“We need to have a coordinated basis for understanding what should be publicly digestible information, and platforms like Facebook have generally taken zero responsibility when it comes to that issue. So they’re monetizing public engagement and addiction even, I would say. We better deal with it because every time something that requires information, which is almost everything these days, comes [along], this problem recurs. And at this time with this virus, it’s a much bigger issue than I would say than ever before, because now we’re talking about a global crisis rather than merely a national one,” Srinivasan said.

What happens when Big Tech fails in a pandemic

Coronavirus has also disrupted the backbone of the majority of tech platforms to which we’ve grown accustomed: Gig workers, an indispensable cog in online services for companies such as Facebook and Uber. By keeping them at arm’s length as contractual workers, tech giants have refused to take responsibility for what powers their underlying systems.

When entire populations have been ordered to stay at home, gig workers have become a lifeline for delivering food and other essential packages, for ferrying passengers in cabs in times of no public transport, for moderating a deluge of information on social platforms, and more.

Postmates

All it took was a pandemic for tech companies to understand the many issues surrounding the gig economy. Amazon announced it will hire another 100,000 workers in the United States to deal with surging demand and raise pay for them in the U.S., Canada, and Europe. Uber and DoorDash extended sick pay to drivers who are diagnosed or quarantined. Uber and Airbnb lobbied Congress to include gig workers in the bailout bill passed this week — and succeeded.

There’s still a long way to go, however. Facebook especially has been negligent toward its estimated 15,000 content moderators who are largely contractors. The social media giant recently offered a $1,000 cash bonus to all of its full-time employees, but not contractual workers.

“Gig workers are generally speaking invisible, we know that in many cases they’re exploited,” Srinivasan said.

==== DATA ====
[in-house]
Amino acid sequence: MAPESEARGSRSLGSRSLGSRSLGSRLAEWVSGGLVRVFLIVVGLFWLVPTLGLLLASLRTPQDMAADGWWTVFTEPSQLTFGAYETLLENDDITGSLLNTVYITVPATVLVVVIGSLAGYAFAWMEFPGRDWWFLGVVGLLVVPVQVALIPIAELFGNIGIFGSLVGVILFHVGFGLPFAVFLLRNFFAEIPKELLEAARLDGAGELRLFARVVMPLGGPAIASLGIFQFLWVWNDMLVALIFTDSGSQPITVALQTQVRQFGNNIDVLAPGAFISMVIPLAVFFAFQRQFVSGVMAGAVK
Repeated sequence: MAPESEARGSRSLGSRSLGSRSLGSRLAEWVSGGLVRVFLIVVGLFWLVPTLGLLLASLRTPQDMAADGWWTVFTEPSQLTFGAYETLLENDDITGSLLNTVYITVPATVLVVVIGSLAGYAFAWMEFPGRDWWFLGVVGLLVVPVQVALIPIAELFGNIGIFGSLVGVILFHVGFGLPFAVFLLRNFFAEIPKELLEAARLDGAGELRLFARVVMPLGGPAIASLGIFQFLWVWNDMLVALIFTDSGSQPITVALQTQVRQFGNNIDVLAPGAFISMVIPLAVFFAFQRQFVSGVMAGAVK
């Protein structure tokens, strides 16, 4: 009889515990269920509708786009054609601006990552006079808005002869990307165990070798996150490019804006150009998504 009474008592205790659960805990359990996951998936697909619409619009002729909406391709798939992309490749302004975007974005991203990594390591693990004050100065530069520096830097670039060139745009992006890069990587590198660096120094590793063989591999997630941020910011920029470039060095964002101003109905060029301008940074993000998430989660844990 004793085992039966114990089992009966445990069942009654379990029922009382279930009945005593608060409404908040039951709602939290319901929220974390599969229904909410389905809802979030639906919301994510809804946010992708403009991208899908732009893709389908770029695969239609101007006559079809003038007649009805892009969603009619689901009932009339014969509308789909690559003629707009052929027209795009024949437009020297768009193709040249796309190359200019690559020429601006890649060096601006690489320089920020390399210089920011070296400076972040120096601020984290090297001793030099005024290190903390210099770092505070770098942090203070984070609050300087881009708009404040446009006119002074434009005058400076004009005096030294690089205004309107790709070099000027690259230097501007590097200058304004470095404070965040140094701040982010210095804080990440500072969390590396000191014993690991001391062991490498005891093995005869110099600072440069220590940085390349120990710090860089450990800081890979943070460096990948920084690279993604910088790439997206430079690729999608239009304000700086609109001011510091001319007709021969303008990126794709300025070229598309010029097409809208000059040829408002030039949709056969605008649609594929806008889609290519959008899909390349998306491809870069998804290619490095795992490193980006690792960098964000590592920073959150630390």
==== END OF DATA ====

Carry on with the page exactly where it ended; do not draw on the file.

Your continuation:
All it took was a pandemic for tech companies to understand the many issues surrounding the gig economy.

Srinivasan further believes a tech-first future should pay heed to the glaring issues that have plagued the gig economy. “This is the status quo, but I want us to not just be critical of the status quo, but imagine a better world where people are employed in meaningful ways where their work is creative, where these tech companies are more responsible and hire these people like true employees and really carefully look at what the nature of their work is,” he said.

The sustainability of an online-first world hinges on a range of pillars. Tech companies, in the last couple of years, have struggled to keep their promises and largely evaded crucial discussions around topics such as gig workers, privacy, and more. With platforms such as Clearview AI covertly operating in plain sight and misusing users’ publicly available information, there’s a continued sense that governments are playing catch-up when it comes to regulation.

Technology is the way forward for humanity, but before that happens, laws and policies that address these issues and rethink what kind of role tech giants play in societies will have to be put in place. Until then, a tech-first world edges dangerously close to a dystopian novel.

Editors' Recommendations